Southeastern Section - 60th Annual Meeting (23–25 March 2011)

Paper No. 8
Presentation Time: 4:10 PM


WATERS III, Frank E.1, SPIVEY, Brooke1 and LEVINE, Norman2, (1)Geology and Environmental Geosciences, College of Charleston, 66 George Street, Charleston, SC 29424, (2)Geology and Environmental Geosciences, College of Charleston, 66 George St, Charleston, SC 29424,

Liquefaction is a devastating problem that can occur due to large a seismic event in the South Carolina coastal plain region. Being able to accurately predict where liquefaction will occur is essential in order for officials to address how a region or county will respond in case of a violent earthquake. Towards this end emergency planners and natural hazards professionals use a wide variety of tools and models to assess the threat of liquefaction in a region. One tool that is becoming more prevalent in the discipline is FEMA’s HAZUS tool. The current HAZUS methodology has a rubric for assessing the potential for liquefaction in an area based on Geologic age, substrate composition, and water table depth. Because of this existing data from previous studies can be used in the place of expensive location specific field mapping. Accurate preliminary maps can be generated to provide valuable input for the emergency planning process.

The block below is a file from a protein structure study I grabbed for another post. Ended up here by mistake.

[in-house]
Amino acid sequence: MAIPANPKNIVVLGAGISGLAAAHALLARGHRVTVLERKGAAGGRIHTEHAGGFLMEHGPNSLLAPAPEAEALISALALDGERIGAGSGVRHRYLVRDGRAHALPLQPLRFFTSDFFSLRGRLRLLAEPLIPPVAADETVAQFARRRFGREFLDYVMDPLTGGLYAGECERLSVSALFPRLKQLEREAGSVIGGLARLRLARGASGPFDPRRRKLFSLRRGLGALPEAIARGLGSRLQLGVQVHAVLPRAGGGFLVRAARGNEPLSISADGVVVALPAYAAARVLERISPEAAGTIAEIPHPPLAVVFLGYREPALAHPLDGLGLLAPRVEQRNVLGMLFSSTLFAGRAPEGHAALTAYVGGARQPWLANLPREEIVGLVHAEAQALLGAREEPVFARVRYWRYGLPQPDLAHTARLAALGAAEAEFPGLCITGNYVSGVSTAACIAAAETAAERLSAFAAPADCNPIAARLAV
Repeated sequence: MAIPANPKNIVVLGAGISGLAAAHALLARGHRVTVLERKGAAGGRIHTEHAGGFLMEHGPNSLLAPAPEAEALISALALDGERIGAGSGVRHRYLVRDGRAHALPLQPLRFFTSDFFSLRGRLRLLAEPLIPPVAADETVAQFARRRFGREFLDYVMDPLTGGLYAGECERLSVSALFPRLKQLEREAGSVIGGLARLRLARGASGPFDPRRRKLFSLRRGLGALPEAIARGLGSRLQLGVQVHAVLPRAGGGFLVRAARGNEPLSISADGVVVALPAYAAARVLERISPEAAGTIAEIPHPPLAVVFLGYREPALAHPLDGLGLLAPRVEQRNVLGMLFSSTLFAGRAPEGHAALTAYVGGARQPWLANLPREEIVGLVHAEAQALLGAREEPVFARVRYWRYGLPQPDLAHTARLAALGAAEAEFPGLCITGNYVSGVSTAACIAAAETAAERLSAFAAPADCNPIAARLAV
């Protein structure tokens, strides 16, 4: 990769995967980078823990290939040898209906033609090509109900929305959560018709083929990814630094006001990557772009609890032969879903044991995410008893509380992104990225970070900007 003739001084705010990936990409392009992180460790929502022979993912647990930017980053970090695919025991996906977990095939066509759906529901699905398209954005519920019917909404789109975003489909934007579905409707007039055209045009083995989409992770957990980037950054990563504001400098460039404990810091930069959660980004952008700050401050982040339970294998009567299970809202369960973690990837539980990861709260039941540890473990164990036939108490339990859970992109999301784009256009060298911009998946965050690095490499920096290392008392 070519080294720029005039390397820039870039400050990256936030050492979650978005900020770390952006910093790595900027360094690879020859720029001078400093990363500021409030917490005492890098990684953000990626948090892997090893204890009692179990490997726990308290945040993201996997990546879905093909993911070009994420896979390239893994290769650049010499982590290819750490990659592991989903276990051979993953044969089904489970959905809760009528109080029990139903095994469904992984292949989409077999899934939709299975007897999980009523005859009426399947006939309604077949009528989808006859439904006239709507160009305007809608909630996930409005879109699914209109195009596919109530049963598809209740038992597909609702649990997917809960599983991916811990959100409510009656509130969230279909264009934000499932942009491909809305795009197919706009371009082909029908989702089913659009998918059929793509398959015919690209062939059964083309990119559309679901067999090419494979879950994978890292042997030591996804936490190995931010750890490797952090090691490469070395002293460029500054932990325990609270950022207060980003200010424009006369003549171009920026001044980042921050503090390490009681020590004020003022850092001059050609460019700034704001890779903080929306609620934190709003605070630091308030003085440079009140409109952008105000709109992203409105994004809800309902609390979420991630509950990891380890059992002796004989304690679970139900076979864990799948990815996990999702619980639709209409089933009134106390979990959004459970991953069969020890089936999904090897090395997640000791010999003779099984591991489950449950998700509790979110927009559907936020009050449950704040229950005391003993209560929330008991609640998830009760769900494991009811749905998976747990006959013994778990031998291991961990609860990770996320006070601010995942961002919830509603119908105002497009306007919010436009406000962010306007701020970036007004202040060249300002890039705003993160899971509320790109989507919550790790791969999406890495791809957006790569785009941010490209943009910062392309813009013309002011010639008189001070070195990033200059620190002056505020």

This study implements the rubric within a GIS environment using data from Charleston, Berkeley and Dorchester counties of South Carolina. For this study substrate age, composition and water depth information were taken from the USGS 1:24000 geologic maps and the NRCS SSURGO data (1:24000 soil maps). The methodology developed in this study can provide a basis for enhanced liquefaction mapping in the region. Because liquefaction risk is high for the Charleston region an accurate predictive methodology is of great interest to the Lowcountry of South Carolina, yet, it has wide application in other earthquake prone regions across the United States.

  • Waters_GSA_HAZUS_mod.pdf (1.6 MB)
  • Waters_GSA_HAZUS_talk.pdf (250.0 kB)